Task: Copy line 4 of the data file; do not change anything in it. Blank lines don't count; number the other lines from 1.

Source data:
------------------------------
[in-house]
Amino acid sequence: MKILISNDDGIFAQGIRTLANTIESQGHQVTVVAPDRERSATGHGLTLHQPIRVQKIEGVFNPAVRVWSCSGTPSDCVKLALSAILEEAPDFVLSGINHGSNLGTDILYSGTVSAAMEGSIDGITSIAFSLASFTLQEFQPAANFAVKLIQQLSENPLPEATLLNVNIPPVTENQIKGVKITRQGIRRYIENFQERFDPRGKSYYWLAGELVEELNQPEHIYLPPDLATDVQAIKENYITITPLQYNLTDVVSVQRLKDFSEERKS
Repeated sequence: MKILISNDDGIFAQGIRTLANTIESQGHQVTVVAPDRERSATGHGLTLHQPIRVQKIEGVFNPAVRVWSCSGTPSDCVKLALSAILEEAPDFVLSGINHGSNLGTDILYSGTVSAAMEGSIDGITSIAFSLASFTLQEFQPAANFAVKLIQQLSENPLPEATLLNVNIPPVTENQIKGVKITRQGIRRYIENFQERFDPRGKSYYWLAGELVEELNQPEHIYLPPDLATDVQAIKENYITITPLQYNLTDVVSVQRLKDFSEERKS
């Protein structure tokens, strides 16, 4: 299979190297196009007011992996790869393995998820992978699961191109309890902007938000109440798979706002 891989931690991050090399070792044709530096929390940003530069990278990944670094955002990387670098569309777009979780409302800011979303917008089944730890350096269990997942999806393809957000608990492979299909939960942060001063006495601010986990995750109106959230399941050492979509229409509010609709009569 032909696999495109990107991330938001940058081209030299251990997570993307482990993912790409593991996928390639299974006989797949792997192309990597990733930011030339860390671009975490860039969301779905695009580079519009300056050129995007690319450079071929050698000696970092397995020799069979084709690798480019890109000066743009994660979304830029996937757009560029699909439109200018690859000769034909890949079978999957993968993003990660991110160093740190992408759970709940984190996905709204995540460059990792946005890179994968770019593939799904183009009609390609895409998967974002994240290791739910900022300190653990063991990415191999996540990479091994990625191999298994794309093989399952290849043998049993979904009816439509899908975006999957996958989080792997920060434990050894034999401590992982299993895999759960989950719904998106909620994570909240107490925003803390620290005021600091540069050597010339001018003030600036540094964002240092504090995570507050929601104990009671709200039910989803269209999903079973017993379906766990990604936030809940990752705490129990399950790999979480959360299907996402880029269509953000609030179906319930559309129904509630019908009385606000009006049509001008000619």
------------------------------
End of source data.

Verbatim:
């Protein structure tokens, strides 16, 4: 299979190297196009007011992996790869393995998820992978699961191109309890902007938000109440798979706002 891989931690991050090399070792044709530096929390940003530069990278990944670094955002990387670098569309777009979780409302800011979303917008089944730890350096269990997942999806393809957000608990492979299909939960942060001063006495601010986990995750109106959230399941050492979509229409509010609709009569 032909696999495109990107991330938001940058081209030299251990997570993307482990993912790409593991996928390639299974006989797949792997192309990597990733930011030339860390671009975490860039969301779905695009580079519009300056050129995007690319450079071929050698000696970092397995020799069979084709690798480019890109000066743009994660979304830029996937757009560029699909439109200018690859000769034909890949079978999957993968993003990660991110160093740190992408759970709940984190996905709204995540460059990792946005890179994968770019593939799904183009009609390609895409998967974002994240290791739910900022300190653990063991990415191999996540990479091994990625191999298994794309093989399952290849043998049993979904009816439509899908975006999957996958989080792997920060434990050894034999401590992982299993895999759960989950719904998106909620994570909240107490925003803390620290005021600091540069050597010339001018003030600036540094964002240092504090995570507050929601104990009671709200039910989803269209999903079973017993379906766990990604936030809940990752705490129990399950790999979480959360299907996402880029269509953000609030179906319930559309129904509630019908009385606000009006049509001008000619």